Competition

They Think It's All Over... It Is Now

The Battle of the Blends, the final salvo
By Rupert Wheeler
That's it. The final whiskies have now been added, the blend is complete and now comes the judging. We will, in conjunction with Master of Malt, be sending one sample of each blend to 99 independent judges where they will be invited to vote online by no later than 30 September 2015.

The votes will then be added up and the winner will be announced in issue 132 which publishes 4 December. We hope that the two contenders will meet at Whisky Live London 2016.



Dave 'The Rummager' Broom



... And now, as Frank sang, the end is near and I'm back home in the Lowlands. What to pick?

Auchentoshan is close to my Weegie heart for sure, but not right for the style of blend I've been making. Bladnoch? I haven't come across any recently. It had to be Glenkinchie. It has the right light, meadow like, sweet hay element that would add a little lift, a certain subtle crispness and also texture - Glenkinchie is nothing if not full in the mid-palate. But that wasn't enough. I wanted a little sweetness, I still wanted length.

I tasted the blend. There were stewed fruits, a hint of sherry and some depth. The palate was slightly richer than before, but the grain was still doing its job. It was also longer. Problem was, it was smokier than I had expected.

I'd been gentle - or so I'd thought - with the peaty element, but the combo of a dribble of Caol Ila, some Springbank, and Ardmore had given it more smoke that I'd intended, both on the nose and especially on the finish and it was the latter which was now concerning me. The blend needed to cohere when it trickled down the throat.

So, rather than Glenkinchie 12, why not the Distiller's Edition? It would not only add a discreet sherried element but have the requisite complexity and softness on the end to bind flavours together. It would bed the smoke down. Worth a shot and to be honest, what else could I do? I'm not a blender (as if that wasn't obvious enough by now).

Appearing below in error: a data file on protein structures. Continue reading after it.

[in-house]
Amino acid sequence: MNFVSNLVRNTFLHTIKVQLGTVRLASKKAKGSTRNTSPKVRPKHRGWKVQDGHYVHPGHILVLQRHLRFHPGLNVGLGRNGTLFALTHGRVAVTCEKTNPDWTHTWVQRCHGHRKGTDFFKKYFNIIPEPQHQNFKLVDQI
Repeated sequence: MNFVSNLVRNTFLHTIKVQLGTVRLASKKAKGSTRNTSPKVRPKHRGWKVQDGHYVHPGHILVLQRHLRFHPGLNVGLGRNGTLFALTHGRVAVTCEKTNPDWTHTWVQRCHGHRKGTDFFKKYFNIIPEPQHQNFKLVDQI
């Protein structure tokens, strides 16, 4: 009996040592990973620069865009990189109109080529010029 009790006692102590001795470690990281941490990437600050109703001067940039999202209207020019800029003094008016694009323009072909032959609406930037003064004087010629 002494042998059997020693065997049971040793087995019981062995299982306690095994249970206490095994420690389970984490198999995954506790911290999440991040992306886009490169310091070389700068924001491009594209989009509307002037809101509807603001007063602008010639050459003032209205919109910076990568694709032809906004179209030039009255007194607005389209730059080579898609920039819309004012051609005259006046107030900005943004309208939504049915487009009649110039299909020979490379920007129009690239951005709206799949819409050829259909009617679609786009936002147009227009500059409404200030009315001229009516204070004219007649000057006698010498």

So, I contacted the lovely folks at Diageo and requested some. The package duly arrived. I opened it, popped the cork and tasted. It was richer than I remembered, more sherried, with real depth and complexity. There were dried apricots and sultanas, some pot pourri and a dry element. The palate was all fruit syrups and a real bodega note. It was rich and deep. It was in fact, huge, it exhibited long maturation. It also wasn't what I remembered at all.

I looked at the label, 'Distilled 1986'. Ah... that would explain it. This was the limited edition Distiller's Edition, not the standard bottling. Problem was, the 1986 was certainly not under £50. Then it struck me. It could act as the top dressing and the Lowland element of the blend. It was too late to change. In it went.

The temptation now is to add more of other elements, but there is a time when you have to say. Enough. Stop. It is done.

How Dave's blend is developing

"The temptation now is to add more of the other elements," Dave

The Glenkinchie 12 Years Old Distiller's Edition

Ardmore Legacy Kilkerran Work in Progress 6 matured in ex-Bourbon casks

Springbank 12 Years Old

Aultmore 12 Years Old

Caol Ila 12 Years Old

Greenore 8 Years Old

Cameronbridge No Age Statement

Girvan Apps No4

Teaninich 10 Years Old

Clynelish 14 Years Old



Neil 'Copper Dog' Ridley